Once upon a time, Ontario had a Greenbelt Act, and a Clean Water Act, and a Planning Act, and a Lake Simcoe Protection Act.
Then the good citizens of Ontario, tired of the governments that had protected all this, voted in a new government. The Premier, who promised in his campaign to protect our Greenbelt, then declared: “Ontario is OPEN FOR BUSINESS!”
In a pointed Tweet recently, the comparison was made that, “Bill 66 is to wealthy developers in the Greenbelt like horse tranquilizer was for Bill Cosby.” In a gentler form, we are reminded of Aldo Leopold’s Sand County Almanac, where he wrote: “There is yet no ethic dealing with man’s relation to the land and to the animals and plants which grow upon it. Land, like the Odysseus’ slave girls, is still property. The land relation is still strictly economic, entailing privileges but not obligations.”
Leopold wrote this in 1949 and The Sand County Almanac remains to this day a cornerstone of environmental studies and a poignant reminder of what it takes to truly become a conserver society. We have a white colonial masters’ attitude to the land, and the rape and pillage we have inflicted over five centuries in North America has not abated. We have yet to realize that we and the environment are one.
In an attempt at reconciliation, these days our municipal Councils give lip service thanks to the First Peoples whose lands we stole, breaking every treaty that we signed along the way west. Upon those lands this year in the Golden Horseshoe of Ontario, our elected officials will sit in Town Halls debating the pros and cons of Bill 66. The year is 2019. There should be NO DEBATE. You either fully protect the rights of the land and its beings with seven generation decisions, or you don’t.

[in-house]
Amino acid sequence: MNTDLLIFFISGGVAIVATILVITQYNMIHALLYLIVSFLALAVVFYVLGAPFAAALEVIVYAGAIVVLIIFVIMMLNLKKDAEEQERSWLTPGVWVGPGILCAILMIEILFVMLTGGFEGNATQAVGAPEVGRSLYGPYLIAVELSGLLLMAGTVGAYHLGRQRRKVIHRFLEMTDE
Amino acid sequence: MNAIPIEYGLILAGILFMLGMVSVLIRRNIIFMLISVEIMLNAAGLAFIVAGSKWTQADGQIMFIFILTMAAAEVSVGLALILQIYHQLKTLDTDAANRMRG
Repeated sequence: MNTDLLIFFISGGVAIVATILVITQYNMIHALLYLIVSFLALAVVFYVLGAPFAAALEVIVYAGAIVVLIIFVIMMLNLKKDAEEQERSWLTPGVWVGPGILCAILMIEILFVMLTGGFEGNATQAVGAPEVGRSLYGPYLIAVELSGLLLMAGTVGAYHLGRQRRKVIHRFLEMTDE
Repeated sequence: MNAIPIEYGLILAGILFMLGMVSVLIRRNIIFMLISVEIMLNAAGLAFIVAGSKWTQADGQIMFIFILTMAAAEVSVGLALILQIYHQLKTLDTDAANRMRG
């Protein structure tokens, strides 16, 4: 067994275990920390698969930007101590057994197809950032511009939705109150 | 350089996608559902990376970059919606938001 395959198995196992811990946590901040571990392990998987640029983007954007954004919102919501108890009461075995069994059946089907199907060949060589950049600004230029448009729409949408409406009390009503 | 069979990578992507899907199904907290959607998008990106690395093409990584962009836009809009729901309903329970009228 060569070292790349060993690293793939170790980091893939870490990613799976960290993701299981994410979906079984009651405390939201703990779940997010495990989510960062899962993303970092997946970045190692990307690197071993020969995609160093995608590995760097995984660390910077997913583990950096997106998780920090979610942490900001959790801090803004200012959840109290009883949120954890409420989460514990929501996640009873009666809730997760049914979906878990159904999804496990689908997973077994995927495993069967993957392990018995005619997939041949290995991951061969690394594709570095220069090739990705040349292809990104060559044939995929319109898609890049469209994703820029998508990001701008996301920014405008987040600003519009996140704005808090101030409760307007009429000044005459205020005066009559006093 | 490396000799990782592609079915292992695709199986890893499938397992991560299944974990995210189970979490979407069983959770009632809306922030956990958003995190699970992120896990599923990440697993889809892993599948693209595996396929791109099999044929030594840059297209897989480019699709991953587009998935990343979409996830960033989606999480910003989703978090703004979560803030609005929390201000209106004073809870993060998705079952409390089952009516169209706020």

In a recent interview Tim Gray, Executive Director of Environmental Defence, stated, “The Ontario government is lying to its constituents about protecting the Greenbelt when Bill 66 clearly gives a secret process allowing municipalities to negotiate deals with developers without hope of appeal.”
You either fully protect the Greenbelt, the Oak Ridges Moraine, the Niagara Escarpment Biosphere, and all watersheds originating therein or you don’t.
Recognize our history. When the colonial victors opened Upper Canada to immigration after the War of 1812, it took less than forty years for European settlers to deforest 80% of southern and eastern Ontario. 10.000 years of Great-Lakes St. Lawrence forest enriched topsoil were depleted and eroded. The world’s largest source of fresh water, the gift of our last Ice Age, was polluted in less than 200 years because of deforestation, agricultural run-off and industrial waste.
We should learn from our history and try not to make the same mistakes. But we don’t, and the cost is always paid by the survivors. Our sacred protected spaces are not open for business.
Ronald Wright concluded in his brilliant A Short History of Progress, “If civilization is to survive, it must live on the interest, not the capital, of nature….Each time history repeats itself, the price goes up.”
The Way I see it,
Skid Crease, Caledon
- a full analysis of Bill 66 will follow. In the meantime, interested readers can go to the environmentaldefence.ca or ontarionature.org sites for a natural perspective on how to Stop Bill 66.